Support for on being with Krista Tippett comes from the Fetzer Institute, helping build the spiritual foundation for a loving world. Fatso's new study. What does spirituality mean to us? Reveals how spirituality informs our understanding of ourselves and each other and inspires us to take action for the common good. Explore these findings and more at spirituality study, Doug. I'm Krista Tippett. Up next, my conversation with the writer Ocean Bong. This happened on March 8th, 2020, in a crowded room full of podcasters in Brooklyn and has become kind of my last memory before the world shifted on its axis.
A state of emergency had been declared in New York that day, but none of us knew that. And none of us could have imagined that this would be the last live audience we would be in for some time. None of us knew what was coming. And yet what's so stunning about revisiting this conversation a year later is how prescient Ocean was about what is before us now. The heartbreak and the possibilities of destroying and saving that we have been handed, so I hope you enjoy this full version.
And as always, you can find a shorter produced version wherever you got this podcast. Hi. Hello. Wow, that is a weird noise to to rise up on stage to welcome Happy Sun on air fast stands for creativity, pushing the boundaries of the audio medium and something else, elevating podcasting and storytelling as an art form. I'm Dan Tversky. Who did that? My fever, I make a long form narrative audio documentaries, you may know me from last year I had a series called Running from Cops before that had a series called Surviving Y2K.
And then there we go. And then before that, I had my first and my favorite and the Hill. I know I will die on defending missing Richard Simmons. I'm here for it to the end. I was part of the festival last year, I was in conversation with Nick as Nick here today.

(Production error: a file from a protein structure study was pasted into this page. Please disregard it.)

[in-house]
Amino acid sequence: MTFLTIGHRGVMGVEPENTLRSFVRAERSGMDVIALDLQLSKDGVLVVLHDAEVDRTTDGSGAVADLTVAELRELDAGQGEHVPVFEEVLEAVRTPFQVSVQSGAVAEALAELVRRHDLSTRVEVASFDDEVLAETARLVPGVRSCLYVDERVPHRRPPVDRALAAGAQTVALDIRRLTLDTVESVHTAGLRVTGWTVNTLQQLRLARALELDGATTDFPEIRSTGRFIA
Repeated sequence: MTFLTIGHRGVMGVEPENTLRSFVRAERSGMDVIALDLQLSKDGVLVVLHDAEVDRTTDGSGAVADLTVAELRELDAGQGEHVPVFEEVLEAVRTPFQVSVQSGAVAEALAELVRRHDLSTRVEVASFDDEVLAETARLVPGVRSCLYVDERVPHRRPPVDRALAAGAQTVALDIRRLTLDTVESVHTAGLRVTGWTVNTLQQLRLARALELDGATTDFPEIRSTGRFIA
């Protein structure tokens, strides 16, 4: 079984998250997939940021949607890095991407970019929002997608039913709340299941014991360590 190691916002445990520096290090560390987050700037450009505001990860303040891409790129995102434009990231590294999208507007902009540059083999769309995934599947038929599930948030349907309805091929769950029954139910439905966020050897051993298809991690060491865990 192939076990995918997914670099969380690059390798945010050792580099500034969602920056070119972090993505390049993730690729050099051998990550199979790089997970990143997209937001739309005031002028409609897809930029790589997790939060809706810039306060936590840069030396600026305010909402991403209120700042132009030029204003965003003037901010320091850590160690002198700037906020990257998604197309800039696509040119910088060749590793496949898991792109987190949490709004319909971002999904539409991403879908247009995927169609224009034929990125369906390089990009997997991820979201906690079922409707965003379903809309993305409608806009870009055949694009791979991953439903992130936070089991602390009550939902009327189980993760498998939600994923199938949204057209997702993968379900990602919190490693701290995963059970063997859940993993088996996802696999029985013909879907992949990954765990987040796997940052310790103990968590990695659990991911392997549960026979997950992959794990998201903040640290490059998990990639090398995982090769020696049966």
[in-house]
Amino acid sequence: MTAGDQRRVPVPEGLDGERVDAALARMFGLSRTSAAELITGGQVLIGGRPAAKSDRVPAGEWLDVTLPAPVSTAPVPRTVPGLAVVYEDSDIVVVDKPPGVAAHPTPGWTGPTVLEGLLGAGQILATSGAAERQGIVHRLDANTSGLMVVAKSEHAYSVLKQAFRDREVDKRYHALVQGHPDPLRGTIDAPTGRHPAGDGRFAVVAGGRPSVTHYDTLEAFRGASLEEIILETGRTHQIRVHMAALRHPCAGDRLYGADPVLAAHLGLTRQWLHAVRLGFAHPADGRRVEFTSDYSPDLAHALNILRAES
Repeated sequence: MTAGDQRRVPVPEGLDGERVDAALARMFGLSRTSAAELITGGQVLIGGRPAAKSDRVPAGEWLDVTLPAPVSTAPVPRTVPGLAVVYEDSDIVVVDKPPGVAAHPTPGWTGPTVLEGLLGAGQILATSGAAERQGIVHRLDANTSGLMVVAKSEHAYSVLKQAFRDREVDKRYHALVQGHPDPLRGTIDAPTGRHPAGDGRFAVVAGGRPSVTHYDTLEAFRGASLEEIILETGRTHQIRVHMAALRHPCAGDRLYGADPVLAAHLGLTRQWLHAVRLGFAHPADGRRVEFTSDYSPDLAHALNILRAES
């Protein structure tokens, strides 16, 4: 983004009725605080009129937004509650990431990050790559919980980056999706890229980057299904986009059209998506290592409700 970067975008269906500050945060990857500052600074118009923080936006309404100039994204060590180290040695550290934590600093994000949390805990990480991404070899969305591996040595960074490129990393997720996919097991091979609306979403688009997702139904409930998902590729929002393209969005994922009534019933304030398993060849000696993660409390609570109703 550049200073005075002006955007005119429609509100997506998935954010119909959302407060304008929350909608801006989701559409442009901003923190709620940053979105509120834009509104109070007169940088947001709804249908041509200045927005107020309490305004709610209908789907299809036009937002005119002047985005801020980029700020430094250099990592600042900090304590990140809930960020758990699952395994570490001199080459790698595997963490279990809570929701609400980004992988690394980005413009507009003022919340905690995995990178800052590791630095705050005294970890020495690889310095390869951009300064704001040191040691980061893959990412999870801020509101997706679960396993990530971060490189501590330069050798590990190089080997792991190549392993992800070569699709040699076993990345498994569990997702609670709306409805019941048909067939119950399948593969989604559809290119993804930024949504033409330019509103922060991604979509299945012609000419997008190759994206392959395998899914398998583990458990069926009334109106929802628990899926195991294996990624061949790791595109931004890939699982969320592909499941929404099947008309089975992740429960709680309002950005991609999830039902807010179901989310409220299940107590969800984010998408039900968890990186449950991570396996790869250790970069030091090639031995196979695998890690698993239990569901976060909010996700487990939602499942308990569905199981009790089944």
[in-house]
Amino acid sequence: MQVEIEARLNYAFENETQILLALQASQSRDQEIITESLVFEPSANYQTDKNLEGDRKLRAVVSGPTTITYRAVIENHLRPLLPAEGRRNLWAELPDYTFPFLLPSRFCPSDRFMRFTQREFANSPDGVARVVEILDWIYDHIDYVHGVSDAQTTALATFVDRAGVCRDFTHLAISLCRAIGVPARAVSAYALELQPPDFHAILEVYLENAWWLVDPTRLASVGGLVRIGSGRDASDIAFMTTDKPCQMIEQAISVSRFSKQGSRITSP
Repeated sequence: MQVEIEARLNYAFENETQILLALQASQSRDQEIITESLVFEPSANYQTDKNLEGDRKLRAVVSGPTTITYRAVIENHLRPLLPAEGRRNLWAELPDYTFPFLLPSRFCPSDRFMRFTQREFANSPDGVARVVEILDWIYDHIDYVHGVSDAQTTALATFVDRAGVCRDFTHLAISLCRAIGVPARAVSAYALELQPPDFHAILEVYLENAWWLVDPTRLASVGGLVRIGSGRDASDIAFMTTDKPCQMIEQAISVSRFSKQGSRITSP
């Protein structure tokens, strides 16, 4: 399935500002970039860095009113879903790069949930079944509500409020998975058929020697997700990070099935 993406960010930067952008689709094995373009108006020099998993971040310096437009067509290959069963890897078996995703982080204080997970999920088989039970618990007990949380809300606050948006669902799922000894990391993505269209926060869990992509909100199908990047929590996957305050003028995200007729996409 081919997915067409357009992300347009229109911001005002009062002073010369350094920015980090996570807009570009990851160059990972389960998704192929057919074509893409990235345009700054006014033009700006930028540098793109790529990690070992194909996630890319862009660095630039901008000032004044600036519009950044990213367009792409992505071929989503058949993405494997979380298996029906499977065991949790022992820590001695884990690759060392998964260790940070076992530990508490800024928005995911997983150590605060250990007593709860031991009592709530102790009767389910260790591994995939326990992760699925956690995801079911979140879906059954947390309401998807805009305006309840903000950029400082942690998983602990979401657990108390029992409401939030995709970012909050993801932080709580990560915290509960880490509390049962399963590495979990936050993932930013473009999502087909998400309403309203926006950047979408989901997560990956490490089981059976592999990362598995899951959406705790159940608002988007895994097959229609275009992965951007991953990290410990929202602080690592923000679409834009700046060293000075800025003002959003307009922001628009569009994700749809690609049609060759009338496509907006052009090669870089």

Oh, if you ever want to have some fun, just go online.
And like anything that Nick says on Twitter, just follow it up. Just reply boo and watch him get upset. He's amazing and lovely. So but I'm really happy to be part of it again. It was kind of a revelation for me last year to be part of a festival that treats audio is art form. And sometimes as somebody who makes audio, that's a hard thing to say, that you're trying to make art even if you're not always getting there.
But but for me, it's about it's been about making trying to make art in the final product. But also it's really helped me live a more artful life along the way. You you only hear if you listen to my work, you hear a tiny, tiny fraction of the conversations I get to have with people. And and those people open up their hearts and their minds to you. And and it's they help me live more artfully every day. And as I continue to do it, it changes the way I think and look at the world.
And so I'm really happy to be here part of this. So thanks for having me. And the restrooms are outside if that made you nauseous. There's also coffee and water in the back if you're thirsty or getting sleepy, which you won't.
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Oh, just so you know, I'm a sweater. Don't be afraid. Can you see it? Right. It's getting. Is it getting weird? No. I go into meetings. When I go into meetings, I literally say I'm a sweater. I did not just do cocaine because it just starts when I start thinking it just starts and then it makes it worse when you anyway. Yes. Anyway, some business on Air Force would not be possible without support of our sponsors who are such a big part of making this weekend possible.